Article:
|These details defined Tue Jan 17 16:33:06 2012, last updated Sat Dec 5 12:13:25 2020||edit|
|Title:||Performance Considerations for Robert O’Dwyer’s Eithne (1909): A Contextual Study and Edited Vocal Score|
|Degree, institution:||DMusPerf, Royal Irish Academy of Music|
|Status, year:||accepted, 2016|
|Volumes, pp.:||2 vols|
|Supervisor(s):||Denise Neary; Dr. Philip Graydon|
|Repository:||Royal Irish Academy of Music Library . http://www.tara.tcd.ie/handle/2262/76198|
|General specialism:||Musicology: Performance Studies|
|Content, key terms:||Persons:
Irish Art Music, Irish Opera
Robert O’Dwyer’s Eithne (1909) is recognised as the first opera to be performed in the Irish language. Based on the Irish folklore legend, Éan an cheoil bhinn or ‘bird of the sweet music’, the work is at once representative of the late-romantic era in classical music and the broader Irish cultural revival. Despite this apparently strong cultural locus, however, an adequate and fair reception of the musical and dramatic merits of Eithne has been severely obstructed. As a result, the work has not been performed for over one hundred years.
Current research suggests that, rather than on the basis of artistic merit, Eithne’s neglect has been motivated by the partiality of a complex political and cultural environment. The condition of cultural polarisation as a result of the troubled Anglo Irish saga of sectarian tension beset upon Irish society for centuries has greatly inhibited the understanding of classical music as a national art form in the Irish cultural imagination. Furthermore, despite Eithne’s embryonic link with fin-du-siècle Irish cultural revivals, these movements did little to assist a universal cultural acceptance of the work due to factors such as the subconscious isolation of the Irish language as the mother tongue of Irish Catholic nationalism and the seizure of classical music constructs as vital tools in the creation of contemporary (primarily English) literature.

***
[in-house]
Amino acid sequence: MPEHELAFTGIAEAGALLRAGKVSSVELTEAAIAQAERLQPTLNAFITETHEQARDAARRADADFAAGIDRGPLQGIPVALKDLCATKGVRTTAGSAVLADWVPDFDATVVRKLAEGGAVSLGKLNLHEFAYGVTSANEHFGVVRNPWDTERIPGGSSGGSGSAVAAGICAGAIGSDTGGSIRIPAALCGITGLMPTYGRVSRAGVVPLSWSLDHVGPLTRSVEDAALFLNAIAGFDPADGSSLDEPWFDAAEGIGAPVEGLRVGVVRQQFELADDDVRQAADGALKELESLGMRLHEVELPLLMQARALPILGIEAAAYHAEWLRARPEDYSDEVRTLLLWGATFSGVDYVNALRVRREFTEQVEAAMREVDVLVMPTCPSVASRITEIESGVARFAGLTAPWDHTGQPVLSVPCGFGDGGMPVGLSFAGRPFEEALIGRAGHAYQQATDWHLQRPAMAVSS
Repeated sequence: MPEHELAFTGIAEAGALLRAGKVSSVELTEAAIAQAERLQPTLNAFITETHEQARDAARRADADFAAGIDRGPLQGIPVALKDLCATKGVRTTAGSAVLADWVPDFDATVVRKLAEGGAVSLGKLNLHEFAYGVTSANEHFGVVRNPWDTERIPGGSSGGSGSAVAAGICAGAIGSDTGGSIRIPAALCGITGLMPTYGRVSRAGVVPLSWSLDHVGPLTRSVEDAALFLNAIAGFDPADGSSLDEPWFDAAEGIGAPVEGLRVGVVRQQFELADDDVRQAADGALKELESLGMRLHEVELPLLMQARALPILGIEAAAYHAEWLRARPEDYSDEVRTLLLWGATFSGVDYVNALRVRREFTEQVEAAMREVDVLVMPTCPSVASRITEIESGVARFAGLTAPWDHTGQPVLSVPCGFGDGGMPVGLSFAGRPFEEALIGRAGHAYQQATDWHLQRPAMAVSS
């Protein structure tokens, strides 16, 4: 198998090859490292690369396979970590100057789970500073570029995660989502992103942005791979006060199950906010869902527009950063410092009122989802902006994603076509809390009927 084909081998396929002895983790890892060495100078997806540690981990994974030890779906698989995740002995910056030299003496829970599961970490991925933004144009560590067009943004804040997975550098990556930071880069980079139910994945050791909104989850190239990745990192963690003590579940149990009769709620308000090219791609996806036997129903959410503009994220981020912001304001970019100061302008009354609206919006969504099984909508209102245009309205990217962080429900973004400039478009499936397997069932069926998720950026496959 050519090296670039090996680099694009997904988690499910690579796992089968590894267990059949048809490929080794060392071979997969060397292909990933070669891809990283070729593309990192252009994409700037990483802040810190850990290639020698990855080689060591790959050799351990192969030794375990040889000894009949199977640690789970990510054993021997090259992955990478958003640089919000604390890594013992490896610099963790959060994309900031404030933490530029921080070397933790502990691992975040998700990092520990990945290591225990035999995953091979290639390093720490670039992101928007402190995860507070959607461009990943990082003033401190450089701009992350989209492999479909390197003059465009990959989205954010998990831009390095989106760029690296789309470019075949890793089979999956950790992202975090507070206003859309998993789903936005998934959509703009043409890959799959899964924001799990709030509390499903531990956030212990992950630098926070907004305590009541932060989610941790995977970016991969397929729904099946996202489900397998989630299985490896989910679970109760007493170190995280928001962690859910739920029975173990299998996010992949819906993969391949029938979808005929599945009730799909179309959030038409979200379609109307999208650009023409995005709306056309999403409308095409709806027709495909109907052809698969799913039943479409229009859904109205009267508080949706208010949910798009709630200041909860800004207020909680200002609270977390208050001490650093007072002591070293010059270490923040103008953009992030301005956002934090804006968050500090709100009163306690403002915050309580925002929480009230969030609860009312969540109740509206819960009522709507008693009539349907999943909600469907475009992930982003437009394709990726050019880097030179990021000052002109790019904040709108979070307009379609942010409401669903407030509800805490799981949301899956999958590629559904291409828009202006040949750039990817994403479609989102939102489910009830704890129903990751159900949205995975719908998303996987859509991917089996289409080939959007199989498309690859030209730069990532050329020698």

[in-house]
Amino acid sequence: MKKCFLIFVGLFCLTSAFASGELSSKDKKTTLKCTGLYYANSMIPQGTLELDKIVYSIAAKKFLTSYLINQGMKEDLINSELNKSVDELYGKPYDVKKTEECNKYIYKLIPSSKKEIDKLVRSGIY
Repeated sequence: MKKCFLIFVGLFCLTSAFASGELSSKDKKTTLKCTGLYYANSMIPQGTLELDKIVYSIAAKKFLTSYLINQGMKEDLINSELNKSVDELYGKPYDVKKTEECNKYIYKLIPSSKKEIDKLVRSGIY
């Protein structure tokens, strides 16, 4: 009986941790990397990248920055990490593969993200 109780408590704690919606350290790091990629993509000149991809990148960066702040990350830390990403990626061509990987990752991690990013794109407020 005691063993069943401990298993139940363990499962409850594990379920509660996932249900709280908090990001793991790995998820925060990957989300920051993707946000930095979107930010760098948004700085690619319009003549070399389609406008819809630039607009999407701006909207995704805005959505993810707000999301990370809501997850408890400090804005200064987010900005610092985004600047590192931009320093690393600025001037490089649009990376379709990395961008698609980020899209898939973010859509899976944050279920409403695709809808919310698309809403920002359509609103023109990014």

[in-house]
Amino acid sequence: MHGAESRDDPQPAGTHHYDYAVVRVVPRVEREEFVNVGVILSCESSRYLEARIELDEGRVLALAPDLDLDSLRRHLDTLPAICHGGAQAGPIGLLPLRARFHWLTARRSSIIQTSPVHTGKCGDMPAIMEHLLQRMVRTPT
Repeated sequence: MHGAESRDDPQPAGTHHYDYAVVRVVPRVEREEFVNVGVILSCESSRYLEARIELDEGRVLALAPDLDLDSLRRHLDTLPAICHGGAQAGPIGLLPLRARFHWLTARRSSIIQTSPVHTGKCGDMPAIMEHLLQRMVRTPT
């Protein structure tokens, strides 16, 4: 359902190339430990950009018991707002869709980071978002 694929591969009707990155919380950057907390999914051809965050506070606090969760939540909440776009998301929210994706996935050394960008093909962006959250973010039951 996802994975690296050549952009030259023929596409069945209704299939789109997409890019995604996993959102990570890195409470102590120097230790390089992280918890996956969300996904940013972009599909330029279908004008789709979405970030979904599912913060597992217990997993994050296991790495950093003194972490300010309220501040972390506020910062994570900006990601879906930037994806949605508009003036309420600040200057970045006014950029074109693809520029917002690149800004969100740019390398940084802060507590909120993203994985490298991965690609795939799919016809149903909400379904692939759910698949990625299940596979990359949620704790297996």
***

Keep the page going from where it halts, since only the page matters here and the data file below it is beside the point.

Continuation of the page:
Given the drastic improvements in Anglo-Irish relations over the past two decades, there have been fresh calls for culturally maligned works such as Eithne to be performed again and re-evaluated in an attempt to re-examine the role of opera within the cultural history of Ireland, redress the taciturn attitude to Irish opera in general and, simultaneously, rescue some very fine works from the backwaters of history.
In response to this entreaty, this thesis provides a revised contextual study of Eithne, the first revised, performance-focused edition of Eithne’s vocal score and a comprehensive exposition regarding an array of previously uncharted performance considerations with regard to the vocal realisation of the Irish language for operatic purposes